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ENGLISH OPERA AND FARCE.
An Opera, in the strict and proper' sense, is a Drama written in verse, and adapted to music, as well in the general dialogue as in the more lyrical passages. It was invented in Italy towards the end of the sixteenth century; and, perhaps, was originally no more than an improvement upon the Masque, which, though with less form and splendour, was employed upon similar subjects. No attempt was made to introduce this entertainment into England until after the great civil war, when its form was resorted to by Sir William D'Avenant, to elude the fanatic rigour of that period. being forbidden him," says Dryden,“ in the rebellious times, to act tragedies and comedies, because they contained some matter of scandal to those good people, who could more easily dispossess their lawful sovereign than endure a wanton jest, he was forced to turn his thoughts another way, and to introduce the examples of moral virtue, writ in verse and performed in recitative music.” These pieces were termed by their author,“ Entertainments by declamation and music, after the manner of the ancients.”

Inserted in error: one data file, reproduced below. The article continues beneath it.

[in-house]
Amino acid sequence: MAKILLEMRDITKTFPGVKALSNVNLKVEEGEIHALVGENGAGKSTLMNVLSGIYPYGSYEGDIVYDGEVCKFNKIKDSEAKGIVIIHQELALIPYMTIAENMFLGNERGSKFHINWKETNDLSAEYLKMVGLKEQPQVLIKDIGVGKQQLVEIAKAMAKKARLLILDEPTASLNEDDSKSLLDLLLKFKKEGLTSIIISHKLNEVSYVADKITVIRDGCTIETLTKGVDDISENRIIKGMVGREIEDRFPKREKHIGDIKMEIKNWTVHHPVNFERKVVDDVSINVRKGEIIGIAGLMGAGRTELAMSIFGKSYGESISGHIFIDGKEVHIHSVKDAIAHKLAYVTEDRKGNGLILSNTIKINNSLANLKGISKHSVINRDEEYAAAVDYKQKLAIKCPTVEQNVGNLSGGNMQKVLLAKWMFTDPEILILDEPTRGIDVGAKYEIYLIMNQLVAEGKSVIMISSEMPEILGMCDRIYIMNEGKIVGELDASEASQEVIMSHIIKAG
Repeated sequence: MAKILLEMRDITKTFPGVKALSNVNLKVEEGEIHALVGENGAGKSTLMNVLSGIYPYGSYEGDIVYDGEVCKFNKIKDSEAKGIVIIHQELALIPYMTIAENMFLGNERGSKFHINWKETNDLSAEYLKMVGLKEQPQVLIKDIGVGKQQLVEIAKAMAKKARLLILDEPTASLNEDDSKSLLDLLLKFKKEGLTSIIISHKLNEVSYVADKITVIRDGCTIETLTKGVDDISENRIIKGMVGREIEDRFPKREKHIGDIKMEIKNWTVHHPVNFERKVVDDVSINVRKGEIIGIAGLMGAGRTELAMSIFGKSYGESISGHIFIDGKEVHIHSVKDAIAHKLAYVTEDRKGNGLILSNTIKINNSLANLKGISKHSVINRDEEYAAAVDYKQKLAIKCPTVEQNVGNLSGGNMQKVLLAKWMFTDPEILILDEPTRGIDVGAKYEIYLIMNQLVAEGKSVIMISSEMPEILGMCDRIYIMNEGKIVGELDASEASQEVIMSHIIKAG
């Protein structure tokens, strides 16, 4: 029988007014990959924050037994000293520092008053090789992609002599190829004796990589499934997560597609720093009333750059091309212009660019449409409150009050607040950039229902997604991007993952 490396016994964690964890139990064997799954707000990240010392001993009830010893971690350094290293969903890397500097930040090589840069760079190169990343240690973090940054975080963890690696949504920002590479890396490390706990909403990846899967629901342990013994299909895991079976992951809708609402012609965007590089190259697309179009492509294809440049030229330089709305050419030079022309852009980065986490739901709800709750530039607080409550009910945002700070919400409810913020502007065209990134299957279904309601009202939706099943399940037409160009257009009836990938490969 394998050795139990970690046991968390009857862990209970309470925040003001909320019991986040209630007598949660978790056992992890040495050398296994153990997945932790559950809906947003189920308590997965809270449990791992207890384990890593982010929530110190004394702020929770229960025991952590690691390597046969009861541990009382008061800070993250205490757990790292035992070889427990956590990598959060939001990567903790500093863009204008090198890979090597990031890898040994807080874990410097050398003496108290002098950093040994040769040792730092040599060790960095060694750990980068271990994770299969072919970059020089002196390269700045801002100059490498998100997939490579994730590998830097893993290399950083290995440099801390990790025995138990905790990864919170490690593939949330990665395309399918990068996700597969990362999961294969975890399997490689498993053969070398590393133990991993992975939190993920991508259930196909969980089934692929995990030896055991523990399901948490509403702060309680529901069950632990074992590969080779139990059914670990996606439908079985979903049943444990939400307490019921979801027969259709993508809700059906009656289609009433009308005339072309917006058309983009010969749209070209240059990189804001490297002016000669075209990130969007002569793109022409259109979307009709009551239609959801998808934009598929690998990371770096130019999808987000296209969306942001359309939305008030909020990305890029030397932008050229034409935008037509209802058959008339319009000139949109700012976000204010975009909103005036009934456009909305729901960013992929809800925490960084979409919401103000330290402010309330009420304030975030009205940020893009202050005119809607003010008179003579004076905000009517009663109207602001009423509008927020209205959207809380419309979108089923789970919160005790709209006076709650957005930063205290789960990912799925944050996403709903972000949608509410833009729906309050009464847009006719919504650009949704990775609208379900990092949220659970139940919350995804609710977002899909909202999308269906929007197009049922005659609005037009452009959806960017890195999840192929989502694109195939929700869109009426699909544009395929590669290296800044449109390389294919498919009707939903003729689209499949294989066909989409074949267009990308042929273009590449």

When the Restoration had restored freedom to the Stage, these performances, which necessity had substituted in place of the old English Drama, were not long relished by a popular audience. The Siege of Rhodes, one of D'Avenant's best operas, was severely ridiculed in the Rehearsal ; and though Dryden himself attempted to revive the opera, in the reign of James Il., even his powers of poetic harmony could not give it popularity. This unpopularity was chiefly owing to the recitative, which is but ill adapted to our language and to the impatient temper of our audience. The English has neither the sweetness, majesty, nor pliability of the Italian : it is loaded with monosyllables, and encumbered with consonants, and cannot, with the utmost labour, be refined into perfect harmony. Neither have the English (generally speaking) a refined taste for music. The predominance of a tolerable, though uncultivated, ear for simple melody, usually secures the attention of an audience to a few short airs, whether lively or pathetic; but they have